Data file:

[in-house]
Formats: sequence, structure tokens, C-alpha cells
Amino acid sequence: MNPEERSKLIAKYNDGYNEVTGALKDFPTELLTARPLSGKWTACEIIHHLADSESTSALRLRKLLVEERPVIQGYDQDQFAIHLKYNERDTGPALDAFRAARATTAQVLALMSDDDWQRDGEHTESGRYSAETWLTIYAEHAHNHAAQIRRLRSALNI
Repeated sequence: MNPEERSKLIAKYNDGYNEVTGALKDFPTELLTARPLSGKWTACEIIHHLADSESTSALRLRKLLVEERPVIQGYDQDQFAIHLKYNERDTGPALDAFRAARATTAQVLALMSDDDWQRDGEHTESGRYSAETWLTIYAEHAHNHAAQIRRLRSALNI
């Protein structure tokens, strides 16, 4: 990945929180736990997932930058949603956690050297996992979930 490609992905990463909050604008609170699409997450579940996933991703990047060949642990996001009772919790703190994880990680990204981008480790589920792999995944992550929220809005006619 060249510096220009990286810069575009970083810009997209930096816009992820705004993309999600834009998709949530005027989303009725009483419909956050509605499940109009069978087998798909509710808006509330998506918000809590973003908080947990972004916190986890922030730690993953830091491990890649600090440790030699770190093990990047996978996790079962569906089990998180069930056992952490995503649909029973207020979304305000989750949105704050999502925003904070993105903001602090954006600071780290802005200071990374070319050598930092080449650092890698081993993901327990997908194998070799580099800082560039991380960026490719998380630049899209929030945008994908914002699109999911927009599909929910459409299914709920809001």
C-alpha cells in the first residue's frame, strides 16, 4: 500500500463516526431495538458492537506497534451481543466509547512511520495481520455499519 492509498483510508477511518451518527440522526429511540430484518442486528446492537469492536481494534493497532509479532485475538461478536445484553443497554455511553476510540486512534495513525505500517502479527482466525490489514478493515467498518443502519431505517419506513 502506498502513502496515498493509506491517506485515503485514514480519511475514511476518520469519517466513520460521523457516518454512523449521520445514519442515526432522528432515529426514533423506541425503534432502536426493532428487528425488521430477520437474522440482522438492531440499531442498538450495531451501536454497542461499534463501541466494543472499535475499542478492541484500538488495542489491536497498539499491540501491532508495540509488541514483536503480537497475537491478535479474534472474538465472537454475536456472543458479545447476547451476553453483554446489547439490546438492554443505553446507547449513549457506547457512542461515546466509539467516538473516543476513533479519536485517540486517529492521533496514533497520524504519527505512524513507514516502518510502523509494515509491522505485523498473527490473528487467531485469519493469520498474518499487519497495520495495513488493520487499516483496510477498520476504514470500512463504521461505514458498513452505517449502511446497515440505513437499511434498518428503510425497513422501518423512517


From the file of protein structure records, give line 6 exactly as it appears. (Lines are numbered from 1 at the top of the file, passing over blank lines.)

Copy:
C-alpha cells in the first residue's frame, strides 16, 4: 500500500463516526431495538458492537506497534451481543466509547512511520495481520455499519 492509498483510508477511518451518527440522526429511540430484518442486528446492537469492536481494534493497532509479532485475538461478536445484553443497554455511553476510540486512534495513525505500517502479527482466525490489514478493515467498518443502519431505517419506513 502506498502513502496515498493509506491517506485515503485514514480519511475514511476518520469519517466513520460521523457516518454512523449521520445514519442515526432522528432515529426514533423506541425503534432502536426493532428487528425488521430477520437474522440482522438492531440499531442498538450495531451501536454497542461499534463501541466494543472499535475499542478492541484500538488495542489491536497498539499491540501491532508495540509488541514483536503480537497475537491478535479474534472474538465472537454475536456472543458479545447476547451476553453483554446489547439490546438492554443505553446507547449513549457506547457512542461515546466509539467516538473516543476513533479519536485517540486517529492521533496514533497520524504519527505512524513507514516502518510502523509494515509491522505485523498473527490473528487467531485469519493469520498474518499487519497495520495495513488493520487499516483496510477498520476504514470500512463504521461505514458498513452505517449502511446497515440505513437499511434498518428503510425497513422501518423512517